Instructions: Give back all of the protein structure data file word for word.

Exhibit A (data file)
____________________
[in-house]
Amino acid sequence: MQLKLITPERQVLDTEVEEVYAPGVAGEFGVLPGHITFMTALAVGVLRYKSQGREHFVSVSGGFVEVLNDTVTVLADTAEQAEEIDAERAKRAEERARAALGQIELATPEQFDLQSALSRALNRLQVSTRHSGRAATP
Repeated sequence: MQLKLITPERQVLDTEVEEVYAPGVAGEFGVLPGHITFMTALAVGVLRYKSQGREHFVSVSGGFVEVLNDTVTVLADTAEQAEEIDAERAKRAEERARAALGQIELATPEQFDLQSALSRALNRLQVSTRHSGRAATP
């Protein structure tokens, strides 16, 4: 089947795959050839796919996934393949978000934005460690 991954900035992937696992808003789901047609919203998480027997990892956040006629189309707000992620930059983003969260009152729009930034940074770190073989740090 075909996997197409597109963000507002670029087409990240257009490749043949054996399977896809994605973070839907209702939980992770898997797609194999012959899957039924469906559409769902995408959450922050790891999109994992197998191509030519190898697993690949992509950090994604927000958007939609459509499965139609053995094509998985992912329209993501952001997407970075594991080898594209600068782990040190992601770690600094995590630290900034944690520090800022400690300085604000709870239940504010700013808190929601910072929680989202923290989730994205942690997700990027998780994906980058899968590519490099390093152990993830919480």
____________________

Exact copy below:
[in-house]
Amino acid sequence: MQLKLITPERQVLDTEVEEVYAPGVAGEFGVLPGHITFMTALAVGVLRYKSQGREHFVSVSGGFVEVLNDTVTVLADTAEQAEEIDAERAKRAEERARAALGQIELATPEQFDLQSALSRALNRLQVSTRHSGRAATP
Repeated sequence: MQLKLITPERQVLDTEVEEVYAPGVAGEFGVLPGHITFMTALAVGVLRYKSQGREHFVSVSGGFVEVLNDTVTVLADTAEQAEEIDAERAKRAEERARAALGQIELATPEQFDLQSALSRALNRLQVSTRHSGRAATP
């Protein structure tokens, strides 16, 4: 089947795959050839796919996934393949978000934005460690 991954900035992937696992808003789901047609919203998480027997990892956040006629189309707000992620930059983003969260009152729009930034940074770190073989740090 075909996997197409597109963000507002670029087409990240257009490749043949054996399977896809994605973070839907209702939980992770898997797609194999012959899957039924469906559409769902995408959450922050790891999109994992197998191509030519190898697993690949992509950090994604927000958007939609459509499965139609053995094509998985992912329209993501952001997407970075594991080898594209600068782990040190992601770690600094995590630290900034944690520090800022400690300085604000709870239940504010700013808190929601910072929680989202923290989730994205942690997700990027998780994906980058899968590519490099390093152990993830919480």